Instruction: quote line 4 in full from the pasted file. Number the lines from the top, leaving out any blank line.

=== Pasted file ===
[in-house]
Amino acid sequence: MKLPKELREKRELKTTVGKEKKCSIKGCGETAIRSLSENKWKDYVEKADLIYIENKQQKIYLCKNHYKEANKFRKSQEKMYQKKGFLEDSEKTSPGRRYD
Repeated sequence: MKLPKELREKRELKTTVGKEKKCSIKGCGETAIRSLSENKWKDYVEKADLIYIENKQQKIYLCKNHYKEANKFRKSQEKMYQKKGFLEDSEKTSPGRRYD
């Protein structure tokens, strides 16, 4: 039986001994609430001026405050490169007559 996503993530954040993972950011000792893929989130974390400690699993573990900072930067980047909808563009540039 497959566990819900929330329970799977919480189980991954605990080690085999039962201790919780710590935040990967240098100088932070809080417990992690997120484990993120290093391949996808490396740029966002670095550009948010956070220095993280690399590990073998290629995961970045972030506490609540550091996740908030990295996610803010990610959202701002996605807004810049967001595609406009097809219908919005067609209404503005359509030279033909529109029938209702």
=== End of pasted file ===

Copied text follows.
């Protein structure tokens, strides 16, 4: 039986001994609430001026405050490169007559 996503993530954040993972950011000792893929989130974390400690699993573990900072930067980047909808563009540039 497959566990819900929330329970799977919480189980991954605990080690085999039962201790919780710590935040990967240098100088932070809080417990992690997120484990993120290093391949996808490396740029966002670095550009948010956070220095993280690399590990073998290629995961970045972030506490609540550091996740908030990295996610803010990610959202701002996605807004810049967001595609406009097809219908919005067609209404503005359509030279033909529109029938209702």